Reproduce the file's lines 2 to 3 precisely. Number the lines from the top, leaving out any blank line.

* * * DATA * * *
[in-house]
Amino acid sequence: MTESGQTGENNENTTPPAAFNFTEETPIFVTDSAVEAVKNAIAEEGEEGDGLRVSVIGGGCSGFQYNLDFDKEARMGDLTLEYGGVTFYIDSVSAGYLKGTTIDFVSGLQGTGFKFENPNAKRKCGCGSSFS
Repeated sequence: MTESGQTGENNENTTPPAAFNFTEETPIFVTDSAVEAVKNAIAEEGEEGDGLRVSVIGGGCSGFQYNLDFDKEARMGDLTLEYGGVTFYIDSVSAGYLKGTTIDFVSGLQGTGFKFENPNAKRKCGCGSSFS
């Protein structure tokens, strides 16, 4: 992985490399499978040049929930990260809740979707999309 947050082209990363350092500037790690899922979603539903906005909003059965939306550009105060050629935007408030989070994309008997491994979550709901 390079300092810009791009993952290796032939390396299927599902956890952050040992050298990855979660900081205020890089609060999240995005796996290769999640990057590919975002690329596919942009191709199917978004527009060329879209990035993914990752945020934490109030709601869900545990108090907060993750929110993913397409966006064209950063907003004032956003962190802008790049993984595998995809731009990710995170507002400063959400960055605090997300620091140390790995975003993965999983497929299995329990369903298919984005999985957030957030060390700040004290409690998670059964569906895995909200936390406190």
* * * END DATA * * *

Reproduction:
Amino acid sequence: MTESGQTGENNENTTPPAAFNFTEETPIFVTDSAVEAVKNAIAEEGEEGDGLRVSVIGGGCSGFQYNLDFDKEARMGDLTLEYGGVTFYIDSVSAGYLKGTTIDFVSGLQGTGFKFENPNAKRKCGCGSSFS
Repeated sequence: MTESGQTGENNENTTPPAAFNFTEETPIFVTDSAVEAVKNAIAEEGEEGDGLRVSVIGGGCSGFQYNLDFDKEARMGDLTLEYGGVTFYIDSVSAGYLKGTTIDFVSGLQGTGFKFENPNAKRKCGCGSSFS